When she’s not writing, Joyce loves to read, play the piano, and spend time with her sister and friends. A highlight of her year is attending the annual Arizona Renaissance Festival . Joyce is a multi-published, multi-award winning author who specializes in sweet medieval romances heavily spiced with mystery and adventure. She lives with her two cats, Clio and Glinka Rimsky-Korsokov, in Mesa, Arizona.Q & A With The Author:
What is the hardest thing you’ve ever done?
Move all alone to a new city, a new house, and a new life.
Please, tell me a story. It can be long or short. From your childhood or last week. Funny, sad, or somewhere in between. Just make sure it’s yours. What’s your story?
I first started dabbling with writing when I was in high school, but it wasn’t until college that I began to understand that “just writing” wasn’t enough, that there were rules for how to write successful fiction and that I needed to learn them. This was long before the internet was around, so I had to go to old fashioned brick-and-mortar bookstores to find books about how to write. The problem was I was horribly insecure about wanting to be a writer. In my mind, writers, and especially “authors”, were people who stood on some kind of glorified pedestal that I knew I could never aspire to. I nonetheless felt compelled to write. So I would go to bookstores and lurk in the “writing” section, always self-conscious that people would see me looking through the writing books and wonder why I would be doing such a thing. Eventually I picked out some titles and had to take them to a cashier to buy them. Almost every time the cashier would say, “Oh, are you a writer?” And I was so insecure, that I would quickly reply, “No, I’m buying them for a friend.” How silly was that? Obviously, hugely silly in hindsight! (And the cashier probably thought, “Yeah, right,” every time I blurted that out. LOL!) I remember being so relieved when I joined the Writers Digest Book Club and could buy writing books by mail so that no one would know that humble little Joyce DiPastena was daring to think she might ever joined the ranks of those glorified published authors. Happily I not only eventually overcame my book shopping insecurities, today I can stand in the writing section of one of the few brick-and-mortar bookstores that are still around and shop without shame, because yes, I am a writer, yes, I’m proud to admit it, and yes, I still have much to learn about how to be a better writer.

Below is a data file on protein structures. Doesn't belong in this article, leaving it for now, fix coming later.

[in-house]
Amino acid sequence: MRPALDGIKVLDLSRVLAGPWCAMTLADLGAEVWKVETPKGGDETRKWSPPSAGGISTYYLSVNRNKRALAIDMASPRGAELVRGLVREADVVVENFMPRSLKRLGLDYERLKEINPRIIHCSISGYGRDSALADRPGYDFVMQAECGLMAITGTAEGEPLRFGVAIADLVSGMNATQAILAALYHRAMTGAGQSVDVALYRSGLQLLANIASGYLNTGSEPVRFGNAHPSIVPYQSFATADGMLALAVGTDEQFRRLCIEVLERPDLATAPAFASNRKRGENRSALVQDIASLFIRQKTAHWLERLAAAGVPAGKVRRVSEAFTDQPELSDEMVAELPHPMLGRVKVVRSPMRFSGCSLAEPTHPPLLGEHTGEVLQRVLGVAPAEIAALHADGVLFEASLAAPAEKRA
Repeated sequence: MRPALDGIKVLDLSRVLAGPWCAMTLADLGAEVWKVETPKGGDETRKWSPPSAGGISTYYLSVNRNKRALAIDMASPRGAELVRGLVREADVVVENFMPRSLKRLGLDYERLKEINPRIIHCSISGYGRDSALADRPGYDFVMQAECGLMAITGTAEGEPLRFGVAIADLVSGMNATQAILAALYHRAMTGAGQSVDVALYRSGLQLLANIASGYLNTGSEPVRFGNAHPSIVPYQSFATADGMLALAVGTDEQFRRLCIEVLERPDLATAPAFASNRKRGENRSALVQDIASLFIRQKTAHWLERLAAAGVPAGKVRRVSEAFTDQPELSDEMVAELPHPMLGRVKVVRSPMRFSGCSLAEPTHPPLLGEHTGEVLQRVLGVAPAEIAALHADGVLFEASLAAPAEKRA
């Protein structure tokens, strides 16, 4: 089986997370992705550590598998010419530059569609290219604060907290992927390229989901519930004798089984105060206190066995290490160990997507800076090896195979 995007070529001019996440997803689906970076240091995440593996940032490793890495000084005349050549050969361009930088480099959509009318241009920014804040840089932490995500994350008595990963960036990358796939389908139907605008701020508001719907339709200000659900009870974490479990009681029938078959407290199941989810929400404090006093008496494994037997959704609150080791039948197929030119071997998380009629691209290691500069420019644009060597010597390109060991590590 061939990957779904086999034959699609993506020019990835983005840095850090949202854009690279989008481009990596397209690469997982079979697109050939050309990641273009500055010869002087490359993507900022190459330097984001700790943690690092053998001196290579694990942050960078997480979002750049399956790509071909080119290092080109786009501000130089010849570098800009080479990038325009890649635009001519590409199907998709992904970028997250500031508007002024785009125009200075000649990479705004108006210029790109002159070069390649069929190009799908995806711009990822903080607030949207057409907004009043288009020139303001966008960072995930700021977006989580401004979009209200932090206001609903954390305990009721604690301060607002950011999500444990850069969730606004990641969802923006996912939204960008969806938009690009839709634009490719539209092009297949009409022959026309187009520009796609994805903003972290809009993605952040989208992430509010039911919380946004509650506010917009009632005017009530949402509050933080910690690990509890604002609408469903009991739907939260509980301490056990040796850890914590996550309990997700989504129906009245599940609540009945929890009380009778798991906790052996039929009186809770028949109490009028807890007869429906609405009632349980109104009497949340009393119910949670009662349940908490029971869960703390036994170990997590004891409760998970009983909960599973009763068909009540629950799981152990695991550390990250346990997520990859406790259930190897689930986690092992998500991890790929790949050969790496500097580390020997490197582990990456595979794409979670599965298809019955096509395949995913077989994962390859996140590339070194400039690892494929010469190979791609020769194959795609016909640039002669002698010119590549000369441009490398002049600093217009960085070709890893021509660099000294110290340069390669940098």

When Burthred comes courting on Christmas Eve, Meg rejects his advances. She has her heart set on becoming a nun and insists that he call her Christina, the spiritual name she has chosen for herself. She tries to make him swear on her box of holy relics that he will not pursue her, but he carefully words his oath to allow him to stay in her candlelit chamber and try to change her mind.
What Meg does not confess is that her reliquary box holds a secret.
Burthred needs a wife, and no one will satisfy him except Meg. He swore on his father’s deathbed that he would marry her. But Burthred has a secret, too. When they come together before the Yule fire, their shared revelations will either join their hearts together or tear them apart.
Making up stories set in the Middle Ages
Spending time with my sister
Going out to eat with friends
Music/playing the piano (can I combine those two?)
- Bright, cheerful colors